On the inner side of the second layer, i.e. fabric 2, is layed up on an opaque or translucent background layer 3 made of a thermosetting resin in which an inorganic pigment has been dispersed. Generally, the thermosetting resin employed for the formation of this layer is also selected from among unsaturated polyester resins, vinylester resins, epoxy resins, etc. The pigment is preferably one which is inert to the other materials employed. The particular type of pigment used is a determinant of what is the background color of the design. Since, normally, the background is preferably white, the pigment is selected from among such materials as titanium oxide, silica, etc.
The fabric 2 as such is opaque but after it has been impregnated with a clear synthetic resin as mentioned hereinbefore, all the design-free areas are clear. Therefore, if the FRP layer described hereinafter is directly laid up on the inner side of the fabric 2, the fiber construction of the FRP layer becomes visible from the face side of the article through the design-free areas to weaken the contrast of the printed design on the fabric 2 against the background, thus failing to impart a desired aesthetic appearance to the final product.
However, in accordance with this invention, because a background layer 3 is laid up on the inner side of said fabric 2, the fiber pattern in a backup layer 4, which is disposed further on the inner side of layer 3, is not visible through the outer layers, with the printed design on the fabric layer 2 alone being vividly and clearly visible. Normally, said background layer 3 has a thickness in the range of about 0.1 to 0.5 millimeter.
Further laid up on the background layer 3 is a backup layer 4 which constitutes the innermost layer. This layer 4 is made of a fiber-reinforced plastic material comprising a reinforcement such as chopped strand mat and a thermosetting resin such as an unsaturated polyester resin, vinyl ester resin, epoxy resin or the like.
Because the strength of the quadruple-layer structure of this invention is primarily accounted for by this backup layer 4, the thickness of the layer 4 depends upon the kind of article to be produced. In the case of a bathtub, for instance, the backup layer 4 may be about 3 millimeters thick but the thickness must be increased to about 10 millimeters when the final product is a rowboat hull, for instance. Thus, one may additionally use a different type of reinforcement in lieu of increasing the thickness of said fiber-reinforced plastic layer or employ a backup layer which, as a whole, is a conventional "sandwich" FRP construction.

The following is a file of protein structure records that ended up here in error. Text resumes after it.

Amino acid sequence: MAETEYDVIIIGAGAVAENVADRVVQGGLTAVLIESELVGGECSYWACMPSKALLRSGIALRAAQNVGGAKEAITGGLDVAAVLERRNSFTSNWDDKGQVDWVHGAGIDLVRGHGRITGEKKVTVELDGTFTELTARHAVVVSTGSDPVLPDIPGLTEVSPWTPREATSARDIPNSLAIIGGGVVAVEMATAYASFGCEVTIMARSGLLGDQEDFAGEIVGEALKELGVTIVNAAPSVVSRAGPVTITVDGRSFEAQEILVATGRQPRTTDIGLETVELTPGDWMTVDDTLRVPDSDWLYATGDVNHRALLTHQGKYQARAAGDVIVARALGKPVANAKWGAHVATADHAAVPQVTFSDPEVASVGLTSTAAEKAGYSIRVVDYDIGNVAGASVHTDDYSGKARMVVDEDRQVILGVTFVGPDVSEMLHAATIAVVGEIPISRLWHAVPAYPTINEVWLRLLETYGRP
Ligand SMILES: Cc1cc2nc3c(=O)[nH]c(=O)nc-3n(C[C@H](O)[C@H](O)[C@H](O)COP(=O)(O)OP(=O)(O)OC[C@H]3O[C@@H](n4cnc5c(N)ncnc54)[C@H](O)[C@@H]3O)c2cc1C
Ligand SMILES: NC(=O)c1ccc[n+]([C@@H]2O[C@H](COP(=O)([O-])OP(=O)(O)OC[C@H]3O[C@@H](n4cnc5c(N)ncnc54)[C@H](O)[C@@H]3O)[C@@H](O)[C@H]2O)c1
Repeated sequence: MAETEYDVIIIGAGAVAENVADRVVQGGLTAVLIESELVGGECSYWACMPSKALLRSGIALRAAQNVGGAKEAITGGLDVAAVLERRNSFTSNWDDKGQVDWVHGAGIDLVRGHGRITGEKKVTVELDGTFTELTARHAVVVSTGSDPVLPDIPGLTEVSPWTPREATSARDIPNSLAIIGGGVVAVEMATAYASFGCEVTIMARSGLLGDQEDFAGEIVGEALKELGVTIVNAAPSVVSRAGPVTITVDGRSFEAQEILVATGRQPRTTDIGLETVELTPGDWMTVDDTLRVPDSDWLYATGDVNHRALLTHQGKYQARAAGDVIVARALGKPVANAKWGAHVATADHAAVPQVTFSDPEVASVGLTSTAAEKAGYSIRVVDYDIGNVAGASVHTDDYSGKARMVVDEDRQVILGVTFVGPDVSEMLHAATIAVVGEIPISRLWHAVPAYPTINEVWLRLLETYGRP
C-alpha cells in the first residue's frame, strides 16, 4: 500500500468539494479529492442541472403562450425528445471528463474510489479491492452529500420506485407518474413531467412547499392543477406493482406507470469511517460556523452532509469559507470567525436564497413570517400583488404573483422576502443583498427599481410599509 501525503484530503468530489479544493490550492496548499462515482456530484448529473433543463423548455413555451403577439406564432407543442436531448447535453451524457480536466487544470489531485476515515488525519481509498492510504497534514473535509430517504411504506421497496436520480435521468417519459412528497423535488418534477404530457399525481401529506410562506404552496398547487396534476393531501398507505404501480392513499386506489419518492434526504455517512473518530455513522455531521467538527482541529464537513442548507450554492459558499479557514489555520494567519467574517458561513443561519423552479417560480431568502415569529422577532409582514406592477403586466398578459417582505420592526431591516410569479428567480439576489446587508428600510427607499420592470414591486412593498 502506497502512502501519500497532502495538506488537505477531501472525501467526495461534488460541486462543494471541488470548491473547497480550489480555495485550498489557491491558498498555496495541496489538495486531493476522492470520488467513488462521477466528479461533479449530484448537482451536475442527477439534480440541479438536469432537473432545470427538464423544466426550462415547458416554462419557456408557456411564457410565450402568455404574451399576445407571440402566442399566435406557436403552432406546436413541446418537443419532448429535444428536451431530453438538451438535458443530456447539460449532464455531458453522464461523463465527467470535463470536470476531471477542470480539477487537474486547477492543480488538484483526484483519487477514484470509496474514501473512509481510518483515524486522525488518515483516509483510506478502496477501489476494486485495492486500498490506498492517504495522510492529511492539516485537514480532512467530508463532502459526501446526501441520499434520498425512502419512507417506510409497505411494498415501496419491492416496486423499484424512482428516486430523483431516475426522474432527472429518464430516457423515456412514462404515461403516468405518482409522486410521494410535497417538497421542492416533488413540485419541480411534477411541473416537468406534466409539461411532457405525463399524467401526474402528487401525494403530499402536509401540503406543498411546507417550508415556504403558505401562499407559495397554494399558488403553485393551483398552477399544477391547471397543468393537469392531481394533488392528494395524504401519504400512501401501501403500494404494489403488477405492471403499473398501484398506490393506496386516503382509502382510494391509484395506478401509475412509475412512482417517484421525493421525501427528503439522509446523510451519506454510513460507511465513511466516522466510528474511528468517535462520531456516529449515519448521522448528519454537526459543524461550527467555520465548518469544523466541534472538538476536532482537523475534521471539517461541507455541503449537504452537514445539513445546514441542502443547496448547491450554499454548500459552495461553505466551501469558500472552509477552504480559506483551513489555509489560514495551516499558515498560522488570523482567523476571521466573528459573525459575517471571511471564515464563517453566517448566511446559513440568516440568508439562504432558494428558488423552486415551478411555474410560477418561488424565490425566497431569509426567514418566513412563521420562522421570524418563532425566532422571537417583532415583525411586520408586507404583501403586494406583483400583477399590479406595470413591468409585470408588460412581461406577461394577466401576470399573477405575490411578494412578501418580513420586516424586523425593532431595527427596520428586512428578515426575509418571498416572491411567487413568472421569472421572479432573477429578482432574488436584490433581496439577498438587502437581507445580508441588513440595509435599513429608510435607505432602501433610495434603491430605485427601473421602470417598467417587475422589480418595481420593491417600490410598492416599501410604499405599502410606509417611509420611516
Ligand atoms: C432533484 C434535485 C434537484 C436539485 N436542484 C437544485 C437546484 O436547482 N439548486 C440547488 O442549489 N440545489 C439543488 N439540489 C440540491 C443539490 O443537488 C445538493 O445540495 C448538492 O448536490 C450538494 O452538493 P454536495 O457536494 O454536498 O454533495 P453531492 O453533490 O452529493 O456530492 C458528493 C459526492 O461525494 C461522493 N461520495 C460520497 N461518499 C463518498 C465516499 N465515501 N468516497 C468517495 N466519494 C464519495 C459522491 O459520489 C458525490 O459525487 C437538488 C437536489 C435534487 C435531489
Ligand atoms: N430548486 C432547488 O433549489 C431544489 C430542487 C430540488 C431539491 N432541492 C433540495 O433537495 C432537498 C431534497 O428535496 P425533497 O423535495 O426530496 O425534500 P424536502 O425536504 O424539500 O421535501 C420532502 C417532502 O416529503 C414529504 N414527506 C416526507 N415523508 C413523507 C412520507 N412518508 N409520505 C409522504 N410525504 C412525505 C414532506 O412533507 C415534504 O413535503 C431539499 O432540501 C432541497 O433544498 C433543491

The illustrated bathtub may hold 260 l of water and measures 460 millimeters high by 800 millimeters wide by 1510 millimeters long. This bathtub is fabricated by the following procedure. First, a gel coat layer 1 is built up on a mold 8 by the spray-up method. This layer 1 is made of a bisphenol-type unsaturated polyester resin corresponding to Grade UP-CEE of JIS K-6919 (JIS for Japanese Industrial Standard; the same applies wherever it appears hereinafter). The gel coat layer 1 is formed by spraying up a total of 900 grams of said resin in a couple of installments. Then, on this gel coat layer 1 is superimposed a decorative fabric 2 which has been impregnated with 900 grams of the same bisphenol-type unsaturated polyester resin as above. The fabric 2 in the illustrated embodiment is a printed cloth of glass, the substrate glass cloth corresponding to Grade EF-063 of JIS R-3416 and being 0.1 ± 0.01 mm thick, with a density of 60 fibers/25 mm and a weight of 107 g/m2. Prior to the superimposition of said fabric 2, one-half of the aforesaid impregnating resin is coated onto the underside of the gel coat layer 1. Following said superimposition, the remaining half of the resin is coated onto the superimposed fabric 2. The fabric 2 has been previously cut to the shapes of a bottom wall 9, four inner side walls 10a, 10b, 10c and 10d, four top walls 11a, 11b, 11c and 11d, and two apron walls 12a and 12b. These fabric pieces are applied over the corresponding areas and held securely in position by means of jigs. The above operation is carried out exercising care to ensure that there will be no residual air pockets between the fabric 2 and the corresponding surface and that the printed design will not appear twisted or deformed. Additional care is required when, at the abutting areas of the fabric pieces, a continuity of the design is desired.